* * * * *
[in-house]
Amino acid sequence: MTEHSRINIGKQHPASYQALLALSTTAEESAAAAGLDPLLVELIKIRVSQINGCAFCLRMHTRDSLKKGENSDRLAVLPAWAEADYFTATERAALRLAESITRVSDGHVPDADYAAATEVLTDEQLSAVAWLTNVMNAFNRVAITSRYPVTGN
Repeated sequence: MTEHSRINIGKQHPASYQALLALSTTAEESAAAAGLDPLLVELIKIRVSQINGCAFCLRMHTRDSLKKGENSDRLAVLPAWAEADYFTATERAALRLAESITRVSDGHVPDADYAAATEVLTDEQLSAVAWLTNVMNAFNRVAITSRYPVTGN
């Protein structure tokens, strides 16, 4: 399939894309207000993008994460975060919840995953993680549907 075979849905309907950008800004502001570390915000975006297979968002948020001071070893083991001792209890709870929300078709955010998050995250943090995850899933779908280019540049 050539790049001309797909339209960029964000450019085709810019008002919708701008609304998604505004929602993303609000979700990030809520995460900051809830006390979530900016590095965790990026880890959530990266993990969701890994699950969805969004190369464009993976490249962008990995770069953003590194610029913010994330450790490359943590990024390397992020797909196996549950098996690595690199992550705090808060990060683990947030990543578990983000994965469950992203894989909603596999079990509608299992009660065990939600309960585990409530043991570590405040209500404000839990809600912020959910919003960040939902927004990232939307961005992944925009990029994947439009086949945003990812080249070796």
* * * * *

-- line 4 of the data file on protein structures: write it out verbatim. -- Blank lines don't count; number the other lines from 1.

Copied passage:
């Protein structure tokens, strides 16, 4: 399939894309207000993008994460975060919840995953993680549907 075979849905309907950008800004502001570390915000975006297979968002948020001071070893083991001792209890709870929300078709955010998050995250943090995850899933779908280019540049 050539790049001309797909339209960029964000450019085709810019008002919708701008609304998604505004929602993303609000979700990030809520995460900051809830006390979530900016590095965790990026880890959530990266993990969701890994699950969805969004190369464009993976490249962008990995770069953003590194610029913010994330450790490359943590990024390397992020797909196996549950098996690595690199992550705090808060990060683990947030990543578990983000994965469950992203894989909603596999079990509608299992009660065990939600309960585990409530043991570590405040209500404000839990809600912020959910919003960040939902927004990232939307961005992944925009990029994947439009086949945003990812080249070796």